April 10, 2003

By Michael Strickland

Freedom of Speech

I have always been proud to be an American. The ideals on which our country was founded reflect universal rights that all people on this earth should enjoy. The nuts and bolts of our democratic system, brilliantly codified in our Constitution, ensure the preservation of these rights. Chief amongst these rights is the freedom of speech. It is one of our rights that we exercise most frequently, and are most vocal in defending (thereby simultaneously exercising and defending it).

Yesterday, Iraqi residents of Baghdad were given their first opportunity to freely speak in more than 30 years—an opportunity they wasted no time in seizing, choosing to speak with both their voices and their footwear. Ironically, on the same day of this great emancipation, one news story showed how we Americans sometimes forget the meaning of freedom of speech.

In Carpinteria, California (a suburb of Santa Barbara), a group of patriotic Americans took it upon themselves to tie yellow ribbons on trees around town to express their support of U.S. troops overseas. One passerby took exception to this freedom of expression and got into a heated exchange about the war in Iraq with those decorating the trees. Apparently not satisfied with the outcome of the discussion, this person returned on in-line skates, scissors in hand, and snipped each ribbon as she skated down the street.

Though this story is insignificant in the context of yesterday's events, it is illustrative of the hypocrisy that often accompanies the exercise of free speech when hotly contested issues are involved. When some individuals dislike the opinions expressed by others, they denounce such opinions as "wrong" and attempt to squelch them. As Americans, these ribbon-hangers in Carpinteria had every right to express themselves as they did (notwithstanding the mostly irrelevant issue of whether or not a city permit was required to decorate city property, an angle that at least one radio station felt worthy of mention). Similarly, the skating protestor had every right to express her opinion by objecting to the sentiment embodied by the yellow ribbons. But to infringe on or obstruct someone else's freedom of expression because you disagree with them is simply un-American. Yet it is all too common.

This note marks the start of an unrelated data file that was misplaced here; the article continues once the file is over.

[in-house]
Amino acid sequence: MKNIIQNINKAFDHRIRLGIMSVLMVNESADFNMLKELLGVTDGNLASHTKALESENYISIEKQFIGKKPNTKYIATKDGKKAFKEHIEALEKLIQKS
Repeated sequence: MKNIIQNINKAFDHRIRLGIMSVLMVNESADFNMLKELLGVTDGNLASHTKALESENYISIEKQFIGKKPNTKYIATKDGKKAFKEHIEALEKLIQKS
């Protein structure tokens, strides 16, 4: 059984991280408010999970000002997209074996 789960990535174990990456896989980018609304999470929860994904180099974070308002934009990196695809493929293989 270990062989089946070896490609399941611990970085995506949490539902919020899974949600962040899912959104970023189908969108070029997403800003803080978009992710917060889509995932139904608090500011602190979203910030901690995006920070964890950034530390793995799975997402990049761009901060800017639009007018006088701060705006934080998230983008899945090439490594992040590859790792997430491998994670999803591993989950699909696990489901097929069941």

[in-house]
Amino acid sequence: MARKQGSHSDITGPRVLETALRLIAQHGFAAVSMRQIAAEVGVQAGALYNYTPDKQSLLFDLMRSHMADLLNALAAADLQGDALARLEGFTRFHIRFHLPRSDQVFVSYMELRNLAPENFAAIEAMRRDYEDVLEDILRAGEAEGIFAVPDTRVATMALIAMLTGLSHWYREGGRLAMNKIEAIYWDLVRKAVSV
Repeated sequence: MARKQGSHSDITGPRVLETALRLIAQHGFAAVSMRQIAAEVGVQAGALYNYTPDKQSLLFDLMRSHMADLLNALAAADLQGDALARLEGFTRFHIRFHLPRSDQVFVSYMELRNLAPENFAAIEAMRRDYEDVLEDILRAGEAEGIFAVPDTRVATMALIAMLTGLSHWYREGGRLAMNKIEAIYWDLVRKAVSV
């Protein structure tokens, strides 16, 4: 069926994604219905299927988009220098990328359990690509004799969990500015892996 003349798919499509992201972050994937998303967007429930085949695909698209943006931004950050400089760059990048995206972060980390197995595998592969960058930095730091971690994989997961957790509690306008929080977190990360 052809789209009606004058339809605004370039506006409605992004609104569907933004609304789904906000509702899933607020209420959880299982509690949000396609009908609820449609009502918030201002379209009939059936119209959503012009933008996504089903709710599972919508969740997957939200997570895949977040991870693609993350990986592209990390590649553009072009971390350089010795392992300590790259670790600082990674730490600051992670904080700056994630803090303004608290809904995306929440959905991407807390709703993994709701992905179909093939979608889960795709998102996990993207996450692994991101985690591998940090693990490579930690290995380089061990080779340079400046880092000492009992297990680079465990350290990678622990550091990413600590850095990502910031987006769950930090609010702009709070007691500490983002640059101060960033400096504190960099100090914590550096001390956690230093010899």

When debate fails, too many people resort to denunciations. I remember the controversy that erupted a couple of years ago when conservative commentator David Horowitz was invited to speak at UCLA. Naturally, the event drew many protestors who opposed his points of view. But the protestors crossed the line of free speech when they caused such a disruption that Horowitz was all but drowned out. Rather than voice their own opinions and respect his, they did whatever they could to prevent him from speaking. So much for the freedom of speech that liberals purport to hold so sacred.

As I've commented before in this column, dissent makes our country stronger, and is one of the ideals upon which our democratic system was based (and which will hopefully be a hallmark of the new government in Baghdad as well). But when we disrespect opinions we disagree with to the point of suppressing their expression, we are no better than the likes of Saddam Hussein. Freedom of expression falls before the tyranny of the righteous, and we all lose.


Development note: I've noticed that this site doesn't look like it should in Netscape Navigator. Rather than waste time jury-rigging it to look right in a soon-to-be-obsolete browser, I'll just add the cliché "This site best viewed with Internet Explorer."
Michael Strickland ALL RIGHTS RESERVED

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4/9: Why We're Fighting
4/8: Eucalyptus Memories
4/7: Sleep
4/6: Writing, Just Not Here
4/5: Sci-Files Trivia
4/4: Sobering Up
4/3: Great White Hope
4/2: Entropy
4/1: Peace on Earth
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